Indians pitcher Corey Kluber made his third start of the season today, and it was not pretty. Kluber retired the first Boston batter on a ground ball, but the next two hitters, Carl Crawford and Dustin Pedroia, both doubled to right field, giving the Red Sox an early 1-0 lead. By now, facing Boston cleanup hitter Adrian Gonzalez, Kluber was probably hoping that Gonzalez would not also hit a double to right field, and Gonzalez did not. He hit a home run to right field instead. Ten minutes into the ballgame, the Indians found themselves down 3-0.
Kluber struck out the next two batters, and when the Indians scored a run off Boston starter Jon Lester in their half of the inning, an optimistic Indians fan, if there are any such fans left, might have hoped that Kluber just had first-inning jitters, and that perhaps he would pitch better for the rest of the game. But that hypothetical Indians fan was dreaming, as Kluber gave up two more runs in the second inning, putting the Indians into a 5-1 hole. Kluber bore down in the third inning, but he ran into more trouble in the fourth, hitting leadoff hitter Mike Aviles with a pitch. Aviles stole second, and then scored on a one-out single by former Indians catcher Kelly Shoppach.
Indians manager Manny Acta took Kluber out at this point and replaced him with Josh Tomlin, who lost his job as a starter ten days ago and was given the role of long reliever. Tomlin retired the next two Boston batters on five pitches, which must have made Acta feel that he made a good decision, and that perhaps the bleeding had stopped.
But we know better, don’t we, reader? Tomlin came back out in the fifth and turned in one of the sorriest pitching performances the Indians have seen this season, and that, my friend, is saying something. The first five Boston batters all reached base: single, walk, single, single, walk. By the time Tomlin got his first out of the inning, on a sacrifice fly, he’d given up three runs. Tomlin retired one more batter before giving up a two-run double to Crawford (his third double of the game, by the fifth inning), making the score 11-1. Frank Hermann took over at this point and lived up to the standards set by Kluber and Tomlin, giving up two walks and a double before finally recording the final out of the inning, an inning which saw the Red Sox score a season-high eight runs and send thirteen batters to the plate.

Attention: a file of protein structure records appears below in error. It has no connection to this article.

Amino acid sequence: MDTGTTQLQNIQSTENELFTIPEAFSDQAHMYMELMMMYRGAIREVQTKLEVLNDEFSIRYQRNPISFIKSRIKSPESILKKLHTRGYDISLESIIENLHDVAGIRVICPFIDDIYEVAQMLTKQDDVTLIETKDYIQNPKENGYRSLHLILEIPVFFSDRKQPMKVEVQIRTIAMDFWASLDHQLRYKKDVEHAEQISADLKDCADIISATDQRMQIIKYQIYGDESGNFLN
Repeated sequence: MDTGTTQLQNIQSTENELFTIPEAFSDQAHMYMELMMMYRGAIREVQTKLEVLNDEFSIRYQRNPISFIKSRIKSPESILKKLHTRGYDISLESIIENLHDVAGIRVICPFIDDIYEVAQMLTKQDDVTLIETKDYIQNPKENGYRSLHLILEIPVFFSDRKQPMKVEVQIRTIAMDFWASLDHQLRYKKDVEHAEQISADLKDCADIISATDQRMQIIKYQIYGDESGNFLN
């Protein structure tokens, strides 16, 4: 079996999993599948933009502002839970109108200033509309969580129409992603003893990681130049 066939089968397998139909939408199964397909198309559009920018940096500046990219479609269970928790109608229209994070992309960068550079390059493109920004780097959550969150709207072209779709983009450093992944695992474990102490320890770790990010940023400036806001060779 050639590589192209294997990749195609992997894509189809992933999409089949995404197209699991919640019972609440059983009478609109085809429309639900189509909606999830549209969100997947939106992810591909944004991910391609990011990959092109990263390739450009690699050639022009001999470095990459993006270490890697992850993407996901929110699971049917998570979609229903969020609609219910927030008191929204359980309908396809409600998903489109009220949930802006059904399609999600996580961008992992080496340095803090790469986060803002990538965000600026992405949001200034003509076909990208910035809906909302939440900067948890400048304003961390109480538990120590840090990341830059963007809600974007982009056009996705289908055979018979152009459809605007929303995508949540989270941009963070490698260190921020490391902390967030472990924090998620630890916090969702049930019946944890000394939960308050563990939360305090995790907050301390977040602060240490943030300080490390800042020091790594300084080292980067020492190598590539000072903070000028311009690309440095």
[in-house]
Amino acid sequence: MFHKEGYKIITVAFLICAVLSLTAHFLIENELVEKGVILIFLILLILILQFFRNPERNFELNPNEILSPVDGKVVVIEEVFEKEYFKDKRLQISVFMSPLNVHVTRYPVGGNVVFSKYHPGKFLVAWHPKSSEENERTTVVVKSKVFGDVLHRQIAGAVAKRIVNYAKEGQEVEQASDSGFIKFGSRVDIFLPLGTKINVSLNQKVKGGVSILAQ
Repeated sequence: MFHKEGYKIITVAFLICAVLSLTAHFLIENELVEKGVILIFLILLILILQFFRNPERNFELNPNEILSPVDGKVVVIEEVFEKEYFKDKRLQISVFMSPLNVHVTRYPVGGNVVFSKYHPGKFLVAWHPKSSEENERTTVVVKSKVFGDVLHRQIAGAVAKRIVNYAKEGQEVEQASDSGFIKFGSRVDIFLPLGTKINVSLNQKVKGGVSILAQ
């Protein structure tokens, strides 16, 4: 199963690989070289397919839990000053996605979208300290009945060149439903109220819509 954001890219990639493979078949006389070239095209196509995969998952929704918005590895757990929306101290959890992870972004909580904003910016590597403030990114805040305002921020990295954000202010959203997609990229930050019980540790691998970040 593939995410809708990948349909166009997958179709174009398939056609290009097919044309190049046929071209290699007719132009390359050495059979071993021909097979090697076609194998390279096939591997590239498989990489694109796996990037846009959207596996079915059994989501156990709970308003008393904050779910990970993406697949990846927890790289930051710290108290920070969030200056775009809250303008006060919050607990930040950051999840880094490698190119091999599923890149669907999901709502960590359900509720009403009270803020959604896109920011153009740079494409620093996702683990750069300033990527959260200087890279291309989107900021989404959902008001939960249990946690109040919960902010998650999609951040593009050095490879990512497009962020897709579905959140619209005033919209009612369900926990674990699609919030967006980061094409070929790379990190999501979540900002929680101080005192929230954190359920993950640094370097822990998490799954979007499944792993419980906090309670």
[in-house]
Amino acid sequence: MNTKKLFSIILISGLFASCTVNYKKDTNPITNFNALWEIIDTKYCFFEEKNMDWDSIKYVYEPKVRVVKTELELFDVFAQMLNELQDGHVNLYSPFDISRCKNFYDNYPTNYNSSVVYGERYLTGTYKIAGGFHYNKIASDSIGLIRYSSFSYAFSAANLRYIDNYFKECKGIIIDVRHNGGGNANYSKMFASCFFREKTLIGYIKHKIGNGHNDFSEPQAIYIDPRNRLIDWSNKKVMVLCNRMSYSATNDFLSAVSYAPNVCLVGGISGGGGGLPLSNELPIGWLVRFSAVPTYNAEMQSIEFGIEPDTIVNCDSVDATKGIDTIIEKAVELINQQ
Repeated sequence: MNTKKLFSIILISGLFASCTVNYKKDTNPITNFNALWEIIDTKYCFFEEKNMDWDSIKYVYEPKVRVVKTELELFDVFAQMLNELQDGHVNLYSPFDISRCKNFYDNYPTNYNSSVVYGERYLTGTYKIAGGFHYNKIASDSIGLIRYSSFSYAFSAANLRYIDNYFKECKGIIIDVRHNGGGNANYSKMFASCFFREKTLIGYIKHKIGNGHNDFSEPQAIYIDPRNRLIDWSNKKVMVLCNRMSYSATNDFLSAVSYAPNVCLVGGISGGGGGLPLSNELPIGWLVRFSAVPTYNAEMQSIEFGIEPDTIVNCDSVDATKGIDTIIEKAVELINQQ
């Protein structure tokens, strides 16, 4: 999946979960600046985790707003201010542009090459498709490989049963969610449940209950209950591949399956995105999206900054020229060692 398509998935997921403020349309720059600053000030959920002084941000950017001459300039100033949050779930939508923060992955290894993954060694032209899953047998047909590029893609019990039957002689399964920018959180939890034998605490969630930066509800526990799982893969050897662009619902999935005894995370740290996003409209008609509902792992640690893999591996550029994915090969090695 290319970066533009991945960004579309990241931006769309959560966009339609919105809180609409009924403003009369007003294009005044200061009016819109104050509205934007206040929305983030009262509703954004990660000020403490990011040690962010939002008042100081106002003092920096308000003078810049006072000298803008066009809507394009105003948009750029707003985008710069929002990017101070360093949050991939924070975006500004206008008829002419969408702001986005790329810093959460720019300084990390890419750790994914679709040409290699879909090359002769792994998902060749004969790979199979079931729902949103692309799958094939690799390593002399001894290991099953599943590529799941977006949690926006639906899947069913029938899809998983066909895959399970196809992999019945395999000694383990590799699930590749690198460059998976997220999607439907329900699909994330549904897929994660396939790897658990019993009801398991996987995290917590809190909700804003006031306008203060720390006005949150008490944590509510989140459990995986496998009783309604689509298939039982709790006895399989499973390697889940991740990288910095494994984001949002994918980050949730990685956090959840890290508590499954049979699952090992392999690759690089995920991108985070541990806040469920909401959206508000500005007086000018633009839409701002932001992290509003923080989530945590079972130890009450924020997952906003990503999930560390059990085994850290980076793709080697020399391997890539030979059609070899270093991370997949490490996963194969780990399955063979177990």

That made the score 14-1, and that’s how it stayed for the remainder of the game. Despite a shaky first inning which took him 26 pitches to complete, Lester, who is having a disappointing season, settled down and went six innings, giving up only the one run on three hits and two walks, and striking out a season-high twelve batters.
The 13-run deficit was the Indians’ most lopsided loss of the season. Three other times they were beaten by 11 runs. Since July 18, the Indians have lost seven games by margins of six runs or more. They’ve won only six games over that span, going 6-17.
The loss meant that the Indians split the four-game series with the Bosox, which is nice, I guess, but it doesn’t really mean a lot. The Red Sox surely had hoped to have done better, as they need to rack up wins to give them a hint of a chance of making the postseason. A split didn’t do them a bit of good.
The Indians went 3-4 on the seven-game homestand. They now embark on a nine-game road trip, with three games each against the American League west coast teams: the Angels, the A’s, and the Mariners. Maybe the Indians will do a mirror image of their recent nine-game road trip and sweep this one. And maybe you and I will meet Kenny Lofton outside the Bob Feller statue, flap our arms, and fly together to the moon.
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